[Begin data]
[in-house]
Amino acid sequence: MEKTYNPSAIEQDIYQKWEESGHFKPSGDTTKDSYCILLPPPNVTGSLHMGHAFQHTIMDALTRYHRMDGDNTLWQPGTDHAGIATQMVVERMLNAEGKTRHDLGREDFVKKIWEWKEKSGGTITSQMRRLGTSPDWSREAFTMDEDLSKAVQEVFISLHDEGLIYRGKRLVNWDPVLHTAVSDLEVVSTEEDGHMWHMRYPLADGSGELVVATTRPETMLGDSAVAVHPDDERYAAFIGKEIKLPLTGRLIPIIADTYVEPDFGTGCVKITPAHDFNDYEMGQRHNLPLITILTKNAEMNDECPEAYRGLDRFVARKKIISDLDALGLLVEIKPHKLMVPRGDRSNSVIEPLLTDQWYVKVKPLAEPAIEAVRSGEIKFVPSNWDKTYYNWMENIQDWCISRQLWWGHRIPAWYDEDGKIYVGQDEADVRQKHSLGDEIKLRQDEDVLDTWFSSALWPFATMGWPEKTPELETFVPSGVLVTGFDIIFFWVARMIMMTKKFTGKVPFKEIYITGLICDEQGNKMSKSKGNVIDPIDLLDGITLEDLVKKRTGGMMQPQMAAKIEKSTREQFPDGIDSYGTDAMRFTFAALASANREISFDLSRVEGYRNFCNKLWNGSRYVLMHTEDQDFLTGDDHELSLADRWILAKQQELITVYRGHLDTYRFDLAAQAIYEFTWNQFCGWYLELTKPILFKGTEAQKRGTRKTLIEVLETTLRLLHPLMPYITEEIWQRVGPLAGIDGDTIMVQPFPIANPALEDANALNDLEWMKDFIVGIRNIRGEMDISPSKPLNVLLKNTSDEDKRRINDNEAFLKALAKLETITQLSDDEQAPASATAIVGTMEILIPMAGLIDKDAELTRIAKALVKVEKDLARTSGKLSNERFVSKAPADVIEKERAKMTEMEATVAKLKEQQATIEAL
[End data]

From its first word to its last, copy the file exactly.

[in-house]
Amino acid sequence: MEKTYNPSAIEQDIYQKWEESGHFKPSGDTTKDSYCILLPPPNVTGSLHMGHAFQHTIMDALTRYHRMDGDNTLWQPGTDHAGIATQMVVERMLNAEGKTRHDLGREDFVKKIWEWKEKSGGTITSQMRRLGTSPDWSREAFTMDEDLSKAVQEVFISLHDEGLIYRGKRLVNWDPVLHTAVSDLEVVSTEEDGHMWHMRYPLADGSGELVVATTRPETMLGDSAVAVHPDDERYAAFIGKEIKLPLTGRLIPIIADTYVEPDFGTGCVKITPAHDFNDYEMGQRHNLPLITILTKNAEMNDECPEAYRGLDRFVARKKIISDLDALGLLVEIKPHKLMVPRGDRSNSVIEPLLTDQWYVKVKPLAEPAIEAVRSGEIKFVPSNWDKTYYNWMENIQDWCISRQLWWGHRIPAWYDEDGKIYVGQDEADVRQKHSLGDEIKLRQDEDVLDTWFSSALWPFATMGWPEKTPELETFVPSGVLVTGFDIIFFWVARMIMMTKKFTGKVPFKEIYITGLICDEQGNKMSKSKGNVIDPIDLLDGITLEDLVKKRTGGMMQPQMAAKIEKSTREQFPDGIDSYGTDAMRFTFAALASANREISFDLSRVEGYRNFCNKLWNGSRYVLMHTEDQDFLTGDDHELSLADRWILAKQQELITVYRGHLDTYRFDLAAQAIYEFTWNQFCGWYLELTKPILFKGTEAQKRGTRKTLIEVLETTLRLLHPLMPYITEEIWQRVGPLAGIDGDTIMVQPFPIANPALEDANALNDLEWMKDFIVGIRNIRGEMDISPSKPLNVLLKNTSDEDKRRINDNEAFLKALAKLETITQLSDDEQAPASATAIVGTMEILIPMAGLIDKDAELTRIAKALVKVEKDLARTSGKLSNERFVSKAPADVIEKERAKMTEMEATVAKLKEQQATIEAL